Blog-wise, I think there have been some good pieces up on FluTrackers and Ian Mackay's Virology Down Under Blog. (I'm of course also partial to my own blogging on the topic.)

The most consistently awful reporting has been on CNN, hands down. The Seattle Times had a piece a bit ago about health care workers panicking about Ebola protection guidelines in the United States that really irritated me; while uneducated health care workers exist, I think it was irresponsible of the Seattle Times to use it to push an 'OMG FEAR' narrative.

5. What would you tell journalism students who might cover outbreaks like this in the future, to make sure their coverage is of high quality?

Erika Check Hayden: Whatever angle you are covering the outbreak from should be informed by your humanity. For instance, if you are asked to cover a particular research study on Ebola; do what you can to put some kind of human element and context into the story that will make people care about the outbreak as a whole. Pay attention to what stories have drawn you in, and made you read all the way to the end. Try to emulate their approach.

Jason ‘The Germ Guy’ Tetro: I believe the word ‘context’ must be discussed. A look at the history, the sociopolitical issues, the economic issues, the culture, the behaviors, and the reaction to intervention needs to be explored. Also, a look at how previous encounters in other areas of the world (SARS, cholera, etc.) can offer perspective on how this current outbreak is either unique (it’s not) or similar to other epidemics.

Kelly Hills: It's okay to not be a specialist in the topic you're writing about, and disease outbreaks in particular require a lot of knowledge and expertise. So find the people with that knowledge and expertise; if they're too busy, they should be able to direct you to other people. (Don't be afraid to look for help on Twitter or other social media avenues.) Ask questions, and then ask more questions. Remember that scientists use different language than "normal folk" - so when you hear a virlogist talking about droplet dispersal for Ebola, don't assume this means *airborne*, because the terms have VERY different meanings. Ask questions, and then rephrase the answers back to the person you're talking to. It sounds so simple and Journalism 101, but you'd be surprised at how many people don't do this, and go on to publish inaccurate information.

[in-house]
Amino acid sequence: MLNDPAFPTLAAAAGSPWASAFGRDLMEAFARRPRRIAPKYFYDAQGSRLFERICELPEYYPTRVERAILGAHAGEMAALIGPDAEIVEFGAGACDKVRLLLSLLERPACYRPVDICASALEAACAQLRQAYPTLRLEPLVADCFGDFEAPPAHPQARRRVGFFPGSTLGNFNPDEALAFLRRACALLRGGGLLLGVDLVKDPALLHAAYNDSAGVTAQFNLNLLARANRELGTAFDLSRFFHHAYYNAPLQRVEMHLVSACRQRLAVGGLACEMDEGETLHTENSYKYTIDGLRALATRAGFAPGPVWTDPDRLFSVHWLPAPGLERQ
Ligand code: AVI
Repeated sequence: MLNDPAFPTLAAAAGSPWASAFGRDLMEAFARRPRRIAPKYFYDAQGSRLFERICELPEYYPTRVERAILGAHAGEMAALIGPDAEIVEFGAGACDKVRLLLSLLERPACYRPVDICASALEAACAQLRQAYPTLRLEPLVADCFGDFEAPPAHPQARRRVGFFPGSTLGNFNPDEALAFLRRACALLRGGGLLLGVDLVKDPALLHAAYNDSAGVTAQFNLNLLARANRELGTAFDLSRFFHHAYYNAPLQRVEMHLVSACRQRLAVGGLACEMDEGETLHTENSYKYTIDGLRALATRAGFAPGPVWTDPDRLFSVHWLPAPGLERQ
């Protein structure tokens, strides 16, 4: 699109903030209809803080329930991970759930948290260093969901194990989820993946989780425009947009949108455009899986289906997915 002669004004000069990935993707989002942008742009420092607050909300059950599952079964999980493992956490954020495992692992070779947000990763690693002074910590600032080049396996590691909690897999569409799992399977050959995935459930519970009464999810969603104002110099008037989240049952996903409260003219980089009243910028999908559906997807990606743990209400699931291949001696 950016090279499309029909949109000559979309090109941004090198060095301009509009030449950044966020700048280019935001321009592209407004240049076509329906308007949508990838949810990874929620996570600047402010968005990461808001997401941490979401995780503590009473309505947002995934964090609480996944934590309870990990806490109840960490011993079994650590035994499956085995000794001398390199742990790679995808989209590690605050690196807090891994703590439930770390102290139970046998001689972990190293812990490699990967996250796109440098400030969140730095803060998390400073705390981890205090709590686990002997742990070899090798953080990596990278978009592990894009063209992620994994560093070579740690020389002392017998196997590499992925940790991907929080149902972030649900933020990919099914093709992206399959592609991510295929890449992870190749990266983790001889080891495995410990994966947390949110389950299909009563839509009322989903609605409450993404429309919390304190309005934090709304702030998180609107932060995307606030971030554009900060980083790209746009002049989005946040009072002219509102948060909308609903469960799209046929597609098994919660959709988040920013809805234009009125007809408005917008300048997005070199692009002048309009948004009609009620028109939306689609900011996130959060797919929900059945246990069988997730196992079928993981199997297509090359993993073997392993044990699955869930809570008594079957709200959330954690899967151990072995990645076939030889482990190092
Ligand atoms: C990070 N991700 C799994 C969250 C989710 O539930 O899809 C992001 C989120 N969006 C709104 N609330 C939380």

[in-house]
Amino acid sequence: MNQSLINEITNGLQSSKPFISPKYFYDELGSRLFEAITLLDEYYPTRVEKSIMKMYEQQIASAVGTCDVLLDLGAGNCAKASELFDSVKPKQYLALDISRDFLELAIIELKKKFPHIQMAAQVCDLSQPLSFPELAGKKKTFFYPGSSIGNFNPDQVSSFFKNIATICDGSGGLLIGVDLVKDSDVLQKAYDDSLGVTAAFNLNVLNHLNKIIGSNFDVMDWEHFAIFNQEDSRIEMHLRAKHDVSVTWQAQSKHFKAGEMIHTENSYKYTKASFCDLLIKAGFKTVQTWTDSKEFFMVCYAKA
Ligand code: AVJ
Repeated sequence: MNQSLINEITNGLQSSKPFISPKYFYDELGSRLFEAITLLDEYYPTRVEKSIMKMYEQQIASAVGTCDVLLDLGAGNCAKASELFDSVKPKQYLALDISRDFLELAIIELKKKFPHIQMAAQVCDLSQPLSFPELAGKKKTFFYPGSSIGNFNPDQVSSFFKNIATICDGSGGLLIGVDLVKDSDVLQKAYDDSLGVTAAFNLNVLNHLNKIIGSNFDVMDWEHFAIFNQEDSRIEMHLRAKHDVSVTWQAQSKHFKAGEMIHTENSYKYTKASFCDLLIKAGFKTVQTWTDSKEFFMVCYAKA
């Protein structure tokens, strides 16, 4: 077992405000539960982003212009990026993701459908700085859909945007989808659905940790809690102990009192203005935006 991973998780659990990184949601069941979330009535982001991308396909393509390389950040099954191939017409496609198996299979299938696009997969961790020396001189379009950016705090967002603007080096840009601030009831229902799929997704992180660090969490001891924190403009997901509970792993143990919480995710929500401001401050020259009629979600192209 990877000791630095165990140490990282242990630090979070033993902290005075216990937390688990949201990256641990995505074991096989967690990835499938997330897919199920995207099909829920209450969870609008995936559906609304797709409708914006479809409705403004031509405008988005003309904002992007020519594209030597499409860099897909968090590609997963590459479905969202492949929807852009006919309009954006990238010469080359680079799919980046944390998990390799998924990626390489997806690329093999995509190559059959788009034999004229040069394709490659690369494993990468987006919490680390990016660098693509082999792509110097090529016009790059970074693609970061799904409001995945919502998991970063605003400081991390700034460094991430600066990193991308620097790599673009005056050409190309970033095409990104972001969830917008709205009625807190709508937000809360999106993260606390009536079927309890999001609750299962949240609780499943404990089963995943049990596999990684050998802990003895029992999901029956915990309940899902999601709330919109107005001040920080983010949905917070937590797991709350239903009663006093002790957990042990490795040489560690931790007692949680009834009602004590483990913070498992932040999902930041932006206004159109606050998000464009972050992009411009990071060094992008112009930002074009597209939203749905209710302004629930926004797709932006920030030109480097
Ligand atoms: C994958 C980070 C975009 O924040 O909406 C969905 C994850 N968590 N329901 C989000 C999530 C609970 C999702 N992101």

Also remember that almost every disease outbreak (or epidemic) requires more than just a bacteria or virus; think about what's going on that might be influencing the outbreak. Is the country just out of a civil war? What's the health care like? How is sanitation?

One of the things (relating to The Seattle Times fail of a report I mentioned above) I keep seeing journalists assume, with this Ebola epidemic, is that health care is health care is health care. But what an Ebola containment center looks like in Sierra Leone is much different than what an isolation ward looks like in the United States. Among other things, we have electricity. kind of helps. It got to be so irritating I wrote a picture-based tutorial blog on the topic.


6. Any other tips for other communicators not in journalism, including crisis communicators, university or science PR professionals, etc., in communicating about this Ebola outbreak or similar outbreaks?

Erika Check Hayden: PR professionals: Please don't send journalists lists of potential sources who do not have direct knowledge of the disease in question and who don't have direct knowledge of what is going on on the ground. Please do connect me with people who study the disease causing the outbreak, or who are going to help or have just returned from the outbreak, or are in direct contact with colleagues on the ground.